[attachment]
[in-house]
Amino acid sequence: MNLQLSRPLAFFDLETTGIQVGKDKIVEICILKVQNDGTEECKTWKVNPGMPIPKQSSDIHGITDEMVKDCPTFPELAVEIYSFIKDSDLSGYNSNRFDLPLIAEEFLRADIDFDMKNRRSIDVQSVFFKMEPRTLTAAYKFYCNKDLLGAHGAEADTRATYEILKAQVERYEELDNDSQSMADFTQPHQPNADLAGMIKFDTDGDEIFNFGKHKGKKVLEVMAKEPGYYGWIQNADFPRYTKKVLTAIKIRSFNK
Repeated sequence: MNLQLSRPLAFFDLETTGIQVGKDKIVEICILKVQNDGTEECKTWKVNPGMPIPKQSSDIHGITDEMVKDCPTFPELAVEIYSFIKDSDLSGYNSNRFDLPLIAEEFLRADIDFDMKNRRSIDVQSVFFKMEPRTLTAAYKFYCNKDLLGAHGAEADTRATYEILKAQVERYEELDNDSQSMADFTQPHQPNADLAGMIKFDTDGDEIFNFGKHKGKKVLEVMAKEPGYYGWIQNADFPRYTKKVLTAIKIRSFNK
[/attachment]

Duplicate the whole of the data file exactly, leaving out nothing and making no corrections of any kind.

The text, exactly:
[in-house]
Amino acid sequence: MNLQLSRPLAFFDLETTGIQVGKDKIVEICILKVQNDGTEECKTWKVNPGMPIPKQSSDIHGITDEMVKDCPTFPELAVEIYSFIKDSDLSGYNSNRFDLPLIAEEFLRADIDFDMKNRRSIDVQSVFFKMEPRTLTAAYKFYCNKDLLGAHGAEADTRATYEILKAQVERYEELDNDSQSMADFTQPHQPNADLAGMIKFDTDGDEIFNFGKHKGKKVLEVMAKEPGYYGWIQNADFPRYTKKVLTAIKIRSFNK
Repeated sequence: MNLQLSRPLAFFDLETTGIQVGKDKIVEICILKVQNDGTEECKTWKVNPGMPIPKQSSDIHGITDEMVKDCPTFPELAVEIYSFIKDSDLSGYNSNRFDLPLIAEEFLRADIDFDMKNRRSIDVQSVFFKMEPRTLTAAYKFYCNKDLLGAHGAEADTRATYEILKAQVERYEELDNDSQSMADFTQPHQPNADLAGMIKFDTDGDEIFNFGKHKGKKVLEVMAKEPGYYGWIQNADFPRYTKKVLTAIKIRSFNK